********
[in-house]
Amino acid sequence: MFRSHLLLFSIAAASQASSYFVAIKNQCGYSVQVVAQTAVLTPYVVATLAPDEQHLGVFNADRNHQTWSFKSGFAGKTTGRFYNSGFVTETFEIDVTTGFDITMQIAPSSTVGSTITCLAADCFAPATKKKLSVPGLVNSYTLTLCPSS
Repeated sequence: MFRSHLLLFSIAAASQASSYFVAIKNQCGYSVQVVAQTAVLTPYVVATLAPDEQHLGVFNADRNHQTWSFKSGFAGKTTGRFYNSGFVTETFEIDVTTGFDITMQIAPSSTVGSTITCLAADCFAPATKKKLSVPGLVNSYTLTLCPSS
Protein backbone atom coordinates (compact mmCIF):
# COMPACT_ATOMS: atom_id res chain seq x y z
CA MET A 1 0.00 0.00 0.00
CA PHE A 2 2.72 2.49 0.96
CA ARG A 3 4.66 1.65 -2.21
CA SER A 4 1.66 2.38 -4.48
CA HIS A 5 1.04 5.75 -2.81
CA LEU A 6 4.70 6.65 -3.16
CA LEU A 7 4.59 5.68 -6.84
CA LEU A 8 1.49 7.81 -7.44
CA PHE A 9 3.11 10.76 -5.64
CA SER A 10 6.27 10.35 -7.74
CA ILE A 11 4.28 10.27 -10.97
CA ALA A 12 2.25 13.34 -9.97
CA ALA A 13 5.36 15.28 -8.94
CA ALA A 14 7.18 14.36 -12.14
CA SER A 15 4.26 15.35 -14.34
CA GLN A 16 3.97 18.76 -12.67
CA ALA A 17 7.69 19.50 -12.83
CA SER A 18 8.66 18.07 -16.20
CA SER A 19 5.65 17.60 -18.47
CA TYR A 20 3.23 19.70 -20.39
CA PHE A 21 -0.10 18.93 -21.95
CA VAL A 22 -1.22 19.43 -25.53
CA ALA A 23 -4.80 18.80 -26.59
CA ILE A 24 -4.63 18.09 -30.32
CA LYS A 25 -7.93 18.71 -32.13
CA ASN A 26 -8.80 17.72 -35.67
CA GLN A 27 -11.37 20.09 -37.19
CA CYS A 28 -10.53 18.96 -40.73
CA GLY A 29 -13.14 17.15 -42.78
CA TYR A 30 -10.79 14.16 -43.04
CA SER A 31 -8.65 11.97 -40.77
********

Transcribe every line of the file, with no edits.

[in-house]
Amino acid sequence: MFRSHLLLFSIAAASQASSYFVAIKNQCGYSVQVVAQTAVLTPYVVATLAPDEQHLGVFNADRNHQTWSFKSGFAGKTTGRFYNSGFVTETFEIDVTTGFDITMQIAPSSTVGSTITCLAADCFAPATKKKLSVPGLVNSYTLTLCPSS
Repeated sequence: MFRSHLLLFSIAAASQASSYFVAIKNQCGYSVQVVAQTAVLTPYVVATLAPDEQHLGVFNADRNHQTWSFKSGFAGKTTGRFYNSGFVTETFEIDVTTGFDITMQIAPSSTVGSTITCLAADCFAPATKKKLSVPGLVNSYTLTLCPSS
Protein backbone atom coordinates (compact mmCIF):
# COMPACT_ATOMS: atom_id res chain seq x y z
CA MET A 1 0.00 0.00 0.00
CA PHE A 2 2.72 2.49 0.96
CA ARG A 3 4.66 1.65 -2.21
CA SER A 4 1.66 2.38 -4.48
CA HIS A 5 1.04 5.75 -2.81
CA LEU A 6 4.70 6.65 -3.16
CA LEU A 7 4.59 5.68 -6.84
CA LEU A 8 1.49 7.81 -7.44
CA PHE A 9 3.11 10.76 -5.64
CA SER A 10 6.27 10.35 -7.74
CA ILE A 11 4.28 10.27 -10.97
CA ALA A 12 2.25 13.34 -9.97
CA ALA A 13 5.36 15.28 -8.94
CA ALA A 14 7.18 14.36 -12.14
CA SER A 15 4.26 15.35 -14.34
CA GLN A 16 3.97 18.76 -12.67
CA ALA A 17 7.69 19.50 -12.83
CA SER A 18 8.66 18.07 -16.20
CA SER A 19 5.65 17.60 -18.47
CA TYR A 20 3.23 19.70 -20.39
CA PHE A 21 -0.10 18.93 -21.95
CA VAL A 22 -1.22 19.43 -25.53
CA ALA A 23 -4.80 18.80 -26.59
CA ILE A 24 -4.63 18.09 -30.32
CA LYS A 25 -7.93 18.71 -32.13
CA ASN A 26 -8.80 17.72 -35.67
CA GLN A 27 -11.37 20.09 -37.19
CA CYS A 28 -10.53 18.96 -40.73
CA GLY A 29 -13.14 17.15 -42.78
CA TYR A 30 -10.79 14.16 -43.04
CA SER A 31 -8.65 11.97 -40.77